House debates

Thursday, 21 February 2019

Statements on Indulgence

Member for Curtin

3:39 pm

Photo of Ms Julie BishopMs Julie Bishop (Curtin, Liberal Party) Share this | | Hansard source

Mr Speaker, I seek your indulgence to make a brief statement.

Photo of Tony SmithTony Smith (Speaker) Share this | | Hansard source

The member for Curtin may proceed.

Photo of Ms Julie BishopMs Julie Bishop (Curtin, Liberal Party) Share this | | Hansard source

During the past few weeks, I have had the opportunity to closely consider the future of the coalition government and the pending general election. I have closely observed Prime Minister Scott Morrison and the Liberal-National team in the parliament—in question time—in the party room, in press conferences and elsewhere. It is evident that the policy platform that we will take to the next election is crystallising, based on the very firm foundations of our unrelenting focus on prudent management of our national finances so that we can afford the services that Australians need—in returning the budget to surplus, in paying down debt, in lowering taxes, in backing enterprise and job creation and in growing the economy for the benefit of all Australians.

Australians will remember that in 2007 the Labor Party promised to deliver responsible budgets, yet in government they trashed the national finances through wasteful and reckless spending. Labor also promised to maintain strong border protection, yet in government they presided over one of the greatest policy failures in a generation when they weakened those border protection laws. During the last two weeks, it has become evident that Labor has learned nothing from its past failings and is doomed to repeat those failings should it be re-elected. It is thus my view that the Liberal-National coalition will win the next election—

Government members: Hear, hear!

and that the government will be returned to office because it is focusing on the matters that matter to the Australian people. On that basis, I have reconsidered my position as the member for Curtin. I've been contacted by a number of talented—indeed, extraordinary—people, including women, who have indicated to me that, should I not recontest the seat of Curtin, they would seek pre-selection for that seat from the Curtin division of the Liberal Party. Accordingly, I will not recontest the seat of Curtin at the next election and I will work hard in the meantime to assist a new Liberal candidate to win the seat. It is time for a new member to take my place.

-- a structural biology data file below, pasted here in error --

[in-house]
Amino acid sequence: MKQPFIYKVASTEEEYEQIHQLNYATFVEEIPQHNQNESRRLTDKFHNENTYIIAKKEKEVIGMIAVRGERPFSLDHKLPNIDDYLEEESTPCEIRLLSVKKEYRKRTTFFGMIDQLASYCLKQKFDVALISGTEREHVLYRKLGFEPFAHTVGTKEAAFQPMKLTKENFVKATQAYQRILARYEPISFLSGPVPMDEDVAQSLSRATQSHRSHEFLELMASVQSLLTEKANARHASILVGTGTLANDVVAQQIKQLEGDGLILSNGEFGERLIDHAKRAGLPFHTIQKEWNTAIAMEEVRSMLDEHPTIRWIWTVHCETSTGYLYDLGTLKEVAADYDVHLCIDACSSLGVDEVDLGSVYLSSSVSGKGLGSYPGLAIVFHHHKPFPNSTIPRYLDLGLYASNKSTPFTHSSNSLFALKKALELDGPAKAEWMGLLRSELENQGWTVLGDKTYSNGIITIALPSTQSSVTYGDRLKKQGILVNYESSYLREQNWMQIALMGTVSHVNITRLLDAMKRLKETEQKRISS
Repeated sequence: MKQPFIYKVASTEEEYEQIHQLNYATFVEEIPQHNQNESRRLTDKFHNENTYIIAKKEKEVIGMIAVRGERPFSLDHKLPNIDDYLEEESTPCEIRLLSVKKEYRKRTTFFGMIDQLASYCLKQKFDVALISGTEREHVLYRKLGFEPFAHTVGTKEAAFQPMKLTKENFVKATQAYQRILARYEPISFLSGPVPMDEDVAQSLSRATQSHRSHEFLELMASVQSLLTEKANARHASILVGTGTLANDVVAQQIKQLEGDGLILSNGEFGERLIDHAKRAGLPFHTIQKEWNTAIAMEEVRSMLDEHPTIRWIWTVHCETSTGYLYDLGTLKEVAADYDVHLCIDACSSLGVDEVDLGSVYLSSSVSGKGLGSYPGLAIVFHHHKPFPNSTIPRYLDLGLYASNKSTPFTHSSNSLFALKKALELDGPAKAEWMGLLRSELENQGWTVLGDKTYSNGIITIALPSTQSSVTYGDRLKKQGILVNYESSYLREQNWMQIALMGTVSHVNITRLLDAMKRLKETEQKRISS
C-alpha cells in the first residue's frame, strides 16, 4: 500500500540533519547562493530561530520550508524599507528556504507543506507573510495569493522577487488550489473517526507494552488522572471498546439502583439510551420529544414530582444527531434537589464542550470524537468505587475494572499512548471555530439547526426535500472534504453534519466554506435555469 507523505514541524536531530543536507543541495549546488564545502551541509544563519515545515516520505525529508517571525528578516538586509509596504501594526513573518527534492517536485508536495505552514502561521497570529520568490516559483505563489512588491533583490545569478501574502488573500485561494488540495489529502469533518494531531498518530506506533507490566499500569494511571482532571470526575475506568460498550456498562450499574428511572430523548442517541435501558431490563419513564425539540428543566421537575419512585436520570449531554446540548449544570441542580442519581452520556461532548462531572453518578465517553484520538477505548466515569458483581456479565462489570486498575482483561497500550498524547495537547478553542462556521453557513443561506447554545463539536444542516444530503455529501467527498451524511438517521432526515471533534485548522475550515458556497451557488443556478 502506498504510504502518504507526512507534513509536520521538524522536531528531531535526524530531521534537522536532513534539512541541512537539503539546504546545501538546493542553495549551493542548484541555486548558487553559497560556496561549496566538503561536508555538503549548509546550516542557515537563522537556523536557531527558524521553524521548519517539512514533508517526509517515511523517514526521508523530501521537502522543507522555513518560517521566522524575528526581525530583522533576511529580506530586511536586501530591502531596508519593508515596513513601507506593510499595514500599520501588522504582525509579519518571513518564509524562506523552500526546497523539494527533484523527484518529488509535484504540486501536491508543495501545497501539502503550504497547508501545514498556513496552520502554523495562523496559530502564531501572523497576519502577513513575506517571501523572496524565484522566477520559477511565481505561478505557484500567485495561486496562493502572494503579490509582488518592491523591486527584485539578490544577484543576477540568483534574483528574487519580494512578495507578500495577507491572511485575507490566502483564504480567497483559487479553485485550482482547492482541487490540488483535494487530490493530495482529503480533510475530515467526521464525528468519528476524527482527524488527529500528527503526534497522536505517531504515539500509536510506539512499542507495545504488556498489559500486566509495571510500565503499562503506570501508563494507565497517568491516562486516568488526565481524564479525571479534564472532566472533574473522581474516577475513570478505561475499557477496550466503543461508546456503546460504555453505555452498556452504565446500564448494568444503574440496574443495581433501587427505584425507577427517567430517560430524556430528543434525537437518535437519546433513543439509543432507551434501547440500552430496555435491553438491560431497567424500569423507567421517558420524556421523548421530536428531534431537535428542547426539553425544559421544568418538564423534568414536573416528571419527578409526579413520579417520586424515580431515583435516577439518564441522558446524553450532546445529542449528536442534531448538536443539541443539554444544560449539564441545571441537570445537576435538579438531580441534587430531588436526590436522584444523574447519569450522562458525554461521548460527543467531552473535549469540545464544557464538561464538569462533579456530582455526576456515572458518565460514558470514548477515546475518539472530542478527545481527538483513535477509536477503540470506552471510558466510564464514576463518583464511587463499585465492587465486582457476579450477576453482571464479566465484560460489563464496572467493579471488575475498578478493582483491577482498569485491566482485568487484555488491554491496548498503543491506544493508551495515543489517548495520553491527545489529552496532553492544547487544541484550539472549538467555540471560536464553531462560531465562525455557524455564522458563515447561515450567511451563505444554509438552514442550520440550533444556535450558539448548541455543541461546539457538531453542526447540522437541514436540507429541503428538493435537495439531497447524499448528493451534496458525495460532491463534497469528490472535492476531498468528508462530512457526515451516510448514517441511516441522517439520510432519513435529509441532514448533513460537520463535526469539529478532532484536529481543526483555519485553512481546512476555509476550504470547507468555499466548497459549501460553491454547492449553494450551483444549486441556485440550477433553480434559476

I will leave the seat of Curtin in very good shape; indeed, a winning position for the Liberal Party. When I first contested the seat, in 1998, I won the election with a primary vote of 44.6 per cent. At the last election, my seventh election, my primary vote was 65.6 per cent within essentially the same electoral boundary. With a two-party preferred of 71 per cent and with an experienced campaign team and campaign funds already in place, I am confident that a Liberal candidate will have every opportunity to win the support of the people of Curtin.

It has been an immense honour to be the longest serving member for Curtin and also to have been the Deputy Leader of the Liberal Party—the first female to hold the role for 11 years—over half my entire political career. I'm also proud of the fact that I am the first woman to have contested the leadership ballot of the Liberal Party in its 75-year history. It has also been an immense honour to serve in cabinet, first as the Minister for Education, Science and Training and minister for women's issues and then as the Minister for Foreign Affairs—Australia's first female foreign minister. I'm so very proud that my successor, Senator Marise Payne, is the second female foreign minister of Australia.

My five years as foreign minister, being able to represent Australia on the world stage, were a particular privilege. We should be so proud of our reputation and the high regard in which we are held as a nation: as an open, liberal democracy committed to freedoms and the rule of law and democratic institutions; an open, highly competitive export-oriented market economy entering our 28th consecutive year of uninterrupted economic growth—that's a world record—with a lifestyle and a standard of living that is unparalleled.

I thank and acknowledge the prime ministers in whose cabinets I served: John Howard, Tony Abbott and Malcolm Turnbull. I thank the Liberal Party of Australia, my division of Curtin, the state division, my colleagues, past and present, in this place and the Liberal Party members across Australia and living overseas everywhere for the remarkable opportunity they have afforded me to be a member of the House of Representatives since 1998. I have been blessed to work with some outstanding political and ministerial staff who shared my passion for my political and policy endeavours, and I thank them—particularly, Murray Hanson, my closest adviser for 14 years.

I thank my big, beautiful supportive family—my siblings: MaryLou and Joe; Patricia and Ed; and Douglas and Nicole—and David Panton and his family. I say to my many close and trusted friends that I look forward to seeing a lot more of you.